This was a very, very interesting story. It was very well researched and all the characters feel flushed out and you are able to care about them very quickly. Having grown up in a different country coming to the
US; I fully
understand the conflicts of self identification Trey as well as Mr. Jackson went
through. The different cultures and settings: Africa vs New York were very gripping, detailed and
interesting to read. You almost felt as if you stood right there in the story
with them. I really truly enjoyed the story and I couldn't wait to find out how
what Trey would ultimately do with his life: would he stay in Africa with the
Maasai or would he return to New York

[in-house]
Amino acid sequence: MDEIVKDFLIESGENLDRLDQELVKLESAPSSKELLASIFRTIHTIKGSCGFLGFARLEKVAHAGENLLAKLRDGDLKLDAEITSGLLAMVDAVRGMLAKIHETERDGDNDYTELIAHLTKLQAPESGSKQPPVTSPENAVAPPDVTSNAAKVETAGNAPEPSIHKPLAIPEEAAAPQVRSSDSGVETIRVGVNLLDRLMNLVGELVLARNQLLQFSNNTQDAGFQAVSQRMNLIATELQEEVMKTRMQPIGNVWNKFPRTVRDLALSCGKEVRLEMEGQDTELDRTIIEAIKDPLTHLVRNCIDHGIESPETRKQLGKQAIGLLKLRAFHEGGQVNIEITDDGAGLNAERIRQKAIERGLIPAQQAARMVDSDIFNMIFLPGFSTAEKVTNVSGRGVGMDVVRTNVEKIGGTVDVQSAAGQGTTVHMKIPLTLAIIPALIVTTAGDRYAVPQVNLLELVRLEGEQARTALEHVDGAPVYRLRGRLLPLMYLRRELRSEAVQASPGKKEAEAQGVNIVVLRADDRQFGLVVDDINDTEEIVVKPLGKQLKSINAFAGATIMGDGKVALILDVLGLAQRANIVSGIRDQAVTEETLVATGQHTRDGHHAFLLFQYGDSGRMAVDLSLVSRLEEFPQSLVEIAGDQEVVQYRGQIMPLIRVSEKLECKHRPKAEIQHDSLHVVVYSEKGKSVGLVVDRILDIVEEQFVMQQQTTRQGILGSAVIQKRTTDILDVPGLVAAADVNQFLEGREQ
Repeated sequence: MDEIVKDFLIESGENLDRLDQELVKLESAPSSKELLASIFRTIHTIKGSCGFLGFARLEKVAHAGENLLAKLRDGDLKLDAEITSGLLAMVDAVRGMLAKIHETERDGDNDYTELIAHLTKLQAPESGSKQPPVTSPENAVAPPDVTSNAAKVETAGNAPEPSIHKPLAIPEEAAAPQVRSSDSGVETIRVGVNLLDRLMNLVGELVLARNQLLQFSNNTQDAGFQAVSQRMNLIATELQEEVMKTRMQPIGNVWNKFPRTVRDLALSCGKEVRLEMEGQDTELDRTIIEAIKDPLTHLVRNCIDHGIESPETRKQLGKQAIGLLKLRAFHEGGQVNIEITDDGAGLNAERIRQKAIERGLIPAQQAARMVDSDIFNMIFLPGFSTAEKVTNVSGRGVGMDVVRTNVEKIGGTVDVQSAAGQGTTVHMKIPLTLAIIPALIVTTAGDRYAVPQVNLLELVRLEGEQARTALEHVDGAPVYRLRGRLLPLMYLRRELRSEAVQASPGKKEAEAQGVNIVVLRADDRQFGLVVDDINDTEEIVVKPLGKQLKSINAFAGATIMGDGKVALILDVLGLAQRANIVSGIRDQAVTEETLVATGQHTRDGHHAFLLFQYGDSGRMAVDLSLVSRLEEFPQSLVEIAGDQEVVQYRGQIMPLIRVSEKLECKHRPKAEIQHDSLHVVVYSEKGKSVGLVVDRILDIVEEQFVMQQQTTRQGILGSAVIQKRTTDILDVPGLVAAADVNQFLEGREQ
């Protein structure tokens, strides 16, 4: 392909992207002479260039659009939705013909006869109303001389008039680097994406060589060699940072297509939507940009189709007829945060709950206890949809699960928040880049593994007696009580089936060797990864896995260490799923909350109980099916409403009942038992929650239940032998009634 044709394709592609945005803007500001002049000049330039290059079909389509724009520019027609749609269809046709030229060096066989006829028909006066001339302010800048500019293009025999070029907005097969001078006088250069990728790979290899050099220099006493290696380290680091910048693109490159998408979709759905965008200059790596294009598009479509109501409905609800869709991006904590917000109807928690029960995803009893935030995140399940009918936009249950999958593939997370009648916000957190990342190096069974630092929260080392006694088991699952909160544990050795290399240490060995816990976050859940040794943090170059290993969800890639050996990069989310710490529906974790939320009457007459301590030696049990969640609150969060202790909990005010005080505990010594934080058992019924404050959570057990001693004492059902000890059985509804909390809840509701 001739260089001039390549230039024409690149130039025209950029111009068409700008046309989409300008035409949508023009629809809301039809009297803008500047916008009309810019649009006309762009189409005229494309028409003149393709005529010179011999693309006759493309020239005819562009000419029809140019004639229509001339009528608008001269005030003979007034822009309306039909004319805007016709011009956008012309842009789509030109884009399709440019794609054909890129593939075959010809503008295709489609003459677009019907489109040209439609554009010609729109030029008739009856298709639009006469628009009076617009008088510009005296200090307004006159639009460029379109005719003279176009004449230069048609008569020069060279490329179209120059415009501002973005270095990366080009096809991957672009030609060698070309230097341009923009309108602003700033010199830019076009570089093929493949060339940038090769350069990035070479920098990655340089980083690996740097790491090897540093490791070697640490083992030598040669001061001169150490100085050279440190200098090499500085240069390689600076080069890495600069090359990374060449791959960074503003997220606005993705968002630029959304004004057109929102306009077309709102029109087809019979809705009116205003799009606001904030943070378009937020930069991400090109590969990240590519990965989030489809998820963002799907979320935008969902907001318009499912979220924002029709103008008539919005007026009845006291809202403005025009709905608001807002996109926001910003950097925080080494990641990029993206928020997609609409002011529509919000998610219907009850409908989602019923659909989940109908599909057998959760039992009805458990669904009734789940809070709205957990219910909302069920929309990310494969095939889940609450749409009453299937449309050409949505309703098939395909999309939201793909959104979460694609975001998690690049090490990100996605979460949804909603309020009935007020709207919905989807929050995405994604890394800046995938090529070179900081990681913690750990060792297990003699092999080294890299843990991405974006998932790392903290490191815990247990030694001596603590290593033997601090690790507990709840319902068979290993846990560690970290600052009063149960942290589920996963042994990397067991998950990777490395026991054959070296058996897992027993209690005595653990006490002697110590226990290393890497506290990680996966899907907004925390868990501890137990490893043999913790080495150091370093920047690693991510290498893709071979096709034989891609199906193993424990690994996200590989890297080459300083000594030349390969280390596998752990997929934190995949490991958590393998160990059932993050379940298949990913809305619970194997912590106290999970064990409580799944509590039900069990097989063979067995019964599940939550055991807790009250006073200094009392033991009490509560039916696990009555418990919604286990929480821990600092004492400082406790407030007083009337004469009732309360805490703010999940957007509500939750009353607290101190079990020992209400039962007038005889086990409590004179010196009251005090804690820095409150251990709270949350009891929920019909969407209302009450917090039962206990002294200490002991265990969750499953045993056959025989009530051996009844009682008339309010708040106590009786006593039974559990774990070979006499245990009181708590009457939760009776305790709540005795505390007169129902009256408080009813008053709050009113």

to face the consequences of his decisions in life?
Early in the story as we follow his decisions in life we could almost noticeably root for him and yell at him for being an idiot and to not throw his life away and that of his sister and for him to be a man and stand up to the gangs. I do understand that those are hard things to do and it's easier to just tell somebody to do something when you're not the one standing there having to live with the consequences of standing up to the gangs. Ultimately this is a really good read and I think this might be a very good one for young teenagers as well as adults to get a sense of the definition of what is a warrior; what are the Warriors weapons and how are the cultures different in Kenya vs the USA...